But Toddlers in Tiaras and I have something in common. We’re not much ones for understatement.
I’m all about the Christmas zeitgeist. I want to spend every waking moment December 1st through 25th looking like Christmas threw up all over me. I find that my Crayola-hued red and green makeup perfectly compliments my Christmas sweater, featuring Santa in his workshop making birdhouses (no joke, there are 11 bird houses on my sweater). Shoulder pads are not necessary, but strongly recommended. The vibe is eccentric old lady meets kindergarten pageant.
Bonus Pic: the above mentioned sweater
This post was really just bragging about my festive holiday garb. Thanks, Mom, for being a pack rat and allowing me to raid your 25+ year old sweater collection.
So pretty much everyone has done a contouring tutorial or video. Wayne Goss has done not one, not two, but three different videos. Jane Pratt’s beauty site xovain.com has published a couple of contouring articles. As of late, the internet has been blowing up with glam_her_booth’s impressive contouring transformation, which has been reposted on various sites about a bajillion times.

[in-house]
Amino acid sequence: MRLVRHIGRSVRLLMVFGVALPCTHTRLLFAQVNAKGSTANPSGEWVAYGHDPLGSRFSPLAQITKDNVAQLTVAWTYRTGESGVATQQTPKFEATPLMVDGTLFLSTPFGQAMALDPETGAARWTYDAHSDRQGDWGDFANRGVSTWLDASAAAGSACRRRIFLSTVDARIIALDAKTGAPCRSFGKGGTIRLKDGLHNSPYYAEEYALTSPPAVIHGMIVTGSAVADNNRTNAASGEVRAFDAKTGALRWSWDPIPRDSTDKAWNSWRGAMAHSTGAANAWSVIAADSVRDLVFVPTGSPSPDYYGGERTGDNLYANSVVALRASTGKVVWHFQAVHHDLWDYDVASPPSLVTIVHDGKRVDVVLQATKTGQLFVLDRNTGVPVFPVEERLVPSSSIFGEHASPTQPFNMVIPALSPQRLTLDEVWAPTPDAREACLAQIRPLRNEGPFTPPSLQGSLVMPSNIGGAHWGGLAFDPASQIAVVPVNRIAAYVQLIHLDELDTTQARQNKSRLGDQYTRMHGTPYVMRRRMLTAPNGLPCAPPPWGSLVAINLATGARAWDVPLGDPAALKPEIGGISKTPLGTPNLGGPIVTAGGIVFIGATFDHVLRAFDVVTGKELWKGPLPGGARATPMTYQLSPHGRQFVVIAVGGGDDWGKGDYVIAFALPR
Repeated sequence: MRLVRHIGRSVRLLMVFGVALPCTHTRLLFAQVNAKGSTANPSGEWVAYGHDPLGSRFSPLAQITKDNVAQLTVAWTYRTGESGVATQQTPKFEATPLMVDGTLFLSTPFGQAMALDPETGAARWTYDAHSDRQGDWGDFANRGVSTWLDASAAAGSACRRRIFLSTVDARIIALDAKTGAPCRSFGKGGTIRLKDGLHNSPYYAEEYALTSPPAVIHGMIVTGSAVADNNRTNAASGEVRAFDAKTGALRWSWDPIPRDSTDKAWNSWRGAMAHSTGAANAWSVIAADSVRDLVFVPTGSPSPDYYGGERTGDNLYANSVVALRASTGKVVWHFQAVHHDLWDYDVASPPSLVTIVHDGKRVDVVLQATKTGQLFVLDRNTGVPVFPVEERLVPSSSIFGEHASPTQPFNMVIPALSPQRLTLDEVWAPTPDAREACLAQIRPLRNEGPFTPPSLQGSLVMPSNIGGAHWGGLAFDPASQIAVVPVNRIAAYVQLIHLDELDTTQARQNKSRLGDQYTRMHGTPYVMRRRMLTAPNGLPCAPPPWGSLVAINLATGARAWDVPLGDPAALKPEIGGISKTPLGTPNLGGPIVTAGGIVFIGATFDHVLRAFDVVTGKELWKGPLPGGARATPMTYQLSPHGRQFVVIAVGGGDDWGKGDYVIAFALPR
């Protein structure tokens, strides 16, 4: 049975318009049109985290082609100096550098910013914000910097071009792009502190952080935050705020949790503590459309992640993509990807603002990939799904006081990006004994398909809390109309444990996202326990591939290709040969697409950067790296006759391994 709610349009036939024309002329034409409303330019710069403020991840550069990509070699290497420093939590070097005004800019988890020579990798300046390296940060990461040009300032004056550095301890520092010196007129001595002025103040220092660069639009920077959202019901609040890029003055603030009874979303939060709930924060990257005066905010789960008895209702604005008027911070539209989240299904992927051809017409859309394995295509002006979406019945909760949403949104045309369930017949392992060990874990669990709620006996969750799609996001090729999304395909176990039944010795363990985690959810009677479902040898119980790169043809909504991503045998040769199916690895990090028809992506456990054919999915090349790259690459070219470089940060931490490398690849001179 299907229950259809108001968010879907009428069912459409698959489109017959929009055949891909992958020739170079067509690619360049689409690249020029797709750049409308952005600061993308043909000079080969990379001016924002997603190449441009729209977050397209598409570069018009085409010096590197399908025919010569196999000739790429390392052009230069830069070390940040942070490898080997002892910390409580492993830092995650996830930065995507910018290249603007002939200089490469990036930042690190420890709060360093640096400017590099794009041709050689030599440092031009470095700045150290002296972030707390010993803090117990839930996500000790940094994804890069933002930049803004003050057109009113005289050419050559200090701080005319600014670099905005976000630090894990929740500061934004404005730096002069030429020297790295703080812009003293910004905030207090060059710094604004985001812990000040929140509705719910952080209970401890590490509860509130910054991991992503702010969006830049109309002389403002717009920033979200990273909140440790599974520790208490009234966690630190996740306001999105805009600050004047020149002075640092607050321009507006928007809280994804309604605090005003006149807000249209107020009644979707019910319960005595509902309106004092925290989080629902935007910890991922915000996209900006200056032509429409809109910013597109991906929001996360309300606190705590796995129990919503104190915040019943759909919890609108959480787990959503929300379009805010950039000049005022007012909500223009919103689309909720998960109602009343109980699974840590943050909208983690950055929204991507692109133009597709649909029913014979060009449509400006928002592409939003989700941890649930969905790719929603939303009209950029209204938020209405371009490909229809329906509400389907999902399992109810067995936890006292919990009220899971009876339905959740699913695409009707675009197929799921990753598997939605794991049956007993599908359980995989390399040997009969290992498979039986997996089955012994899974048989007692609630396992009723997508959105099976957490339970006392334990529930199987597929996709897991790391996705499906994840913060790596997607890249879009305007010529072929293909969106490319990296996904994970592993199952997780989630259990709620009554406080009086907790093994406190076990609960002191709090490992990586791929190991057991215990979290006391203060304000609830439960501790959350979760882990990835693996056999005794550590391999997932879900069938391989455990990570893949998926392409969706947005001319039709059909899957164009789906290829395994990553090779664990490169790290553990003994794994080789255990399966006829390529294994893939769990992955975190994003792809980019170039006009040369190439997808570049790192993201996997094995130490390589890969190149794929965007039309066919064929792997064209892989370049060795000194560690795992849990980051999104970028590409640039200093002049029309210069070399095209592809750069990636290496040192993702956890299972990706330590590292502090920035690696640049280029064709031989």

Everyone should check out Tylor Kirsten (glam_her_booth) on Instagram, because she’s crazy talented.
So why should I bother with my own tutorial? It’s not going to be as pretty as Wayne’s and it certainly won’t be as dramatic as Tylor’s. Well, I’m gonna do what I do best: throw some science in this bitch. We’re gonna talk about color theory, we’re gonna talk about product formulations, and we’re gonna have an all-around good time. Let’s dive in. Continue reading
As previously mentioned, friends and acquaintances occasionally ask me about their skincare and makeup routines. I’ve decided to integrate some of these questions into a weekly Q & A post. Here goes round two:
Q: My makeup primer always “pills” (rolls up into little balls of product) when applied immediately after moisturizer. What gives?